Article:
Church leadership eventually chose to integrate the Church into mainstream American society and the current Church of Jesus Christ of Latter-day Saints aims to be a politically neutral body. But, given its complicated history with government in the United States, the Church retains traces of conservative libertarianism. Modern Church leaders often still articulate a religious vision where “America is a chosen land meant to be ruled by godly figures, divine truths, and libertarian values.” According to data from the Public Religion Research Institute, nearly forty-six percent of self-identifying Latter-day Saints believe the “Big Lie” that the 2020 election was rampant with voter fraud and the outcome was stolen. PRRI also found that the members of the Church are likelier than others to believe in disinformation that undermines American democracy. Even as official Church leadership encouraged the Church to support the 2020 electoral outcomes, they struggled to effectively overcome these modern iterations of a historical distrust.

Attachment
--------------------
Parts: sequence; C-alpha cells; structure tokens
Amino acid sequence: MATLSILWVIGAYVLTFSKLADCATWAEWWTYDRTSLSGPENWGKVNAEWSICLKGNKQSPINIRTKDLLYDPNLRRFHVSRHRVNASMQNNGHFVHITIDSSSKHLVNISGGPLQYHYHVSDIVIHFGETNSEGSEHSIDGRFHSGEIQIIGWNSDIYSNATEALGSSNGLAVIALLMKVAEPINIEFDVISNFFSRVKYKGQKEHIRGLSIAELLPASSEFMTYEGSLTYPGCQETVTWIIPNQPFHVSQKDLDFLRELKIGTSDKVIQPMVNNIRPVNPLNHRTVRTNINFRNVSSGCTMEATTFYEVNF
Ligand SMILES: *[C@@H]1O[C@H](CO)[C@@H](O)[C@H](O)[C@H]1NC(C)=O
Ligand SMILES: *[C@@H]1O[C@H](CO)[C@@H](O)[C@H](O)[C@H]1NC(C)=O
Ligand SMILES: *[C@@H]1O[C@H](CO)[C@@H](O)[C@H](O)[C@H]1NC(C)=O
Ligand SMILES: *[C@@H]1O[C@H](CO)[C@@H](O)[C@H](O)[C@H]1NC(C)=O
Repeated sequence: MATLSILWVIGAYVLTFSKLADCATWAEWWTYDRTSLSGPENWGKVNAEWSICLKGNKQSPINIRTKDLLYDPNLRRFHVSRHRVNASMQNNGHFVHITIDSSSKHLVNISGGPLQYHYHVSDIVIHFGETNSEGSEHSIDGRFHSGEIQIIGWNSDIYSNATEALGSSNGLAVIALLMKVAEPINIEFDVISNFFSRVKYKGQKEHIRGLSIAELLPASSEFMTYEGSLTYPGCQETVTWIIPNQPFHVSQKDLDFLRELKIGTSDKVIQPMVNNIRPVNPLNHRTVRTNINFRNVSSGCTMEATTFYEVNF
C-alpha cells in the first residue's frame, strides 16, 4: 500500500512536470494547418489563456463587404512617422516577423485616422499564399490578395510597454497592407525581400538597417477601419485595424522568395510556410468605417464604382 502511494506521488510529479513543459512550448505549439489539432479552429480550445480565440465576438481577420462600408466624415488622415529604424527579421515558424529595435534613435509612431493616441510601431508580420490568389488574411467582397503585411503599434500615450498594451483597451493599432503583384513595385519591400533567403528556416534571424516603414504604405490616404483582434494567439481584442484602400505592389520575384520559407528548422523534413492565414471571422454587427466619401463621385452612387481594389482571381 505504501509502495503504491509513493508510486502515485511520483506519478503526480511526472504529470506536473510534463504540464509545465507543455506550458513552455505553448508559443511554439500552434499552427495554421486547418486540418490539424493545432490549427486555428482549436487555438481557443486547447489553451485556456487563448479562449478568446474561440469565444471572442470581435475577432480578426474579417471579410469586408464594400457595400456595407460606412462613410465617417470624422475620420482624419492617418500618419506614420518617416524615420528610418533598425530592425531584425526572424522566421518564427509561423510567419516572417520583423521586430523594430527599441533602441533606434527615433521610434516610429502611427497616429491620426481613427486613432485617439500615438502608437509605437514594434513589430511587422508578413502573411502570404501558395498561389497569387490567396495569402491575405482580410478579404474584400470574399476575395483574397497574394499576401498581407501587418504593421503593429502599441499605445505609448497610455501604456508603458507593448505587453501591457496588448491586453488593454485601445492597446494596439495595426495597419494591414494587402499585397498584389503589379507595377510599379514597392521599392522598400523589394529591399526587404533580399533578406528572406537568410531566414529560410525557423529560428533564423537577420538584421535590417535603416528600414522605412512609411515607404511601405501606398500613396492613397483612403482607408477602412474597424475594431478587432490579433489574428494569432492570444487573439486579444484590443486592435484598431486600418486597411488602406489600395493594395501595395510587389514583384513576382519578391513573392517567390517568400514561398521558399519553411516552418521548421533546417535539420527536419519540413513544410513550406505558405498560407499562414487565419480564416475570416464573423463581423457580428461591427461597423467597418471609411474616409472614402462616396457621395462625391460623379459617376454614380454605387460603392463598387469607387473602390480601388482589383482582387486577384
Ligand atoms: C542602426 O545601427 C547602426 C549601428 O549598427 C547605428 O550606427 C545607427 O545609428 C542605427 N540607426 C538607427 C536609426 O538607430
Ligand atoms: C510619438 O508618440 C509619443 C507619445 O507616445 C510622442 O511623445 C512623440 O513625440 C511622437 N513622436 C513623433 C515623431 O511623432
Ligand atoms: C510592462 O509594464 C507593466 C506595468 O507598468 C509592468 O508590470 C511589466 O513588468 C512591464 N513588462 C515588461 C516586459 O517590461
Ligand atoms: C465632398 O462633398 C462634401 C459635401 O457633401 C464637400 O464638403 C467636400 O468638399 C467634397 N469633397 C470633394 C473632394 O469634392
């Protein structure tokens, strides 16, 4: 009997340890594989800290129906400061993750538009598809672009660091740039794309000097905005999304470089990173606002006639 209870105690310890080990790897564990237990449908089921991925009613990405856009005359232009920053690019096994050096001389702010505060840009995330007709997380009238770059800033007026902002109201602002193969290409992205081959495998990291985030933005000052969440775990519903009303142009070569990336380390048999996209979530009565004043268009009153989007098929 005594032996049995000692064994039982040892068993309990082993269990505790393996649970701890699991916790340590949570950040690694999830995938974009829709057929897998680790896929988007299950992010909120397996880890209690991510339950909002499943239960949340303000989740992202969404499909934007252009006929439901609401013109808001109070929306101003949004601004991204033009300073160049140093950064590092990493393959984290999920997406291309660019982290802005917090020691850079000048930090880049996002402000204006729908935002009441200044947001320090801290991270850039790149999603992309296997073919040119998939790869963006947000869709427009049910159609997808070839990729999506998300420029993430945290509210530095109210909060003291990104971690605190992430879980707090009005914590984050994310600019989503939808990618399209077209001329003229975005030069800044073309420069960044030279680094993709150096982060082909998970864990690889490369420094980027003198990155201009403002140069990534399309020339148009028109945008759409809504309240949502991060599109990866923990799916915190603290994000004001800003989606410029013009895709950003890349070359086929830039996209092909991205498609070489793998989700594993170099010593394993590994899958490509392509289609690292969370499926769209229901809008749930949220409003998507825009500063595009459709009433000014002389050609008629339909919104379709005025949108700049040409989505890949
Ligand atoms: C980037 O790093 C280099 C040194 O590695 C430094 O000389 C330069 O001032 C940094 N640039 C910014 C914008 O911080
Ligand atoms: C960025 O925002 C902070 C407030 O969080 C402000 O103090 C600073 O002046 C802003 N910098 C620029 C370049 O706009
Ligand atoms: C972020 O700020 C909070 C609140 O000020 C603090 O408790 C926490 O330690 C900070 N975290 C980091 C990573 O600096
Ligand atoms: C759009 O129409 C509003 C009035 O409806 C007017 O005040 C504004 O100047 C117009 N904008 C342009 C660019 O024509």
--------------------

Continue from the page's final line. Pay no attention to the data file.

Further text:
Utah Senators Mike Lee and Mitt Romney—and their vastly different responses to January 6th—offer a study of contrasts that illustrates the tensions within the Church of Jesus Christ of Latter-day Saints. While Senator Lee enthusiastically supported, justified, and encouraged President Trump’s attempt to subvert the 2020 election, Senator Romney steadfastly opposed attempts to undermine American democracy. Romney was the first (and arguably most high-profile) Republican in the US Senate to vote to convict President Trump in the 2020 impeachment trial. Romney, a more establishment Republican, aligned with Church leadership in supporting democracy. Like the official Church, Senator Romney is conservative, but he embraces Church member integration into mainstream American politics. He voted to convict former President Trump in 20201 for inciting the January 6th insurrection. Senator Lee, however, actively participated in efforts to block President Biden from taking office during the transition between administrations. He also endorsed the “fake electors” scheme prior to the attack on the Capitol. Senator Lee is a more populist politician, and his political behavior carries forward an anti-government distrust that lingers in Latter-day Saints culture.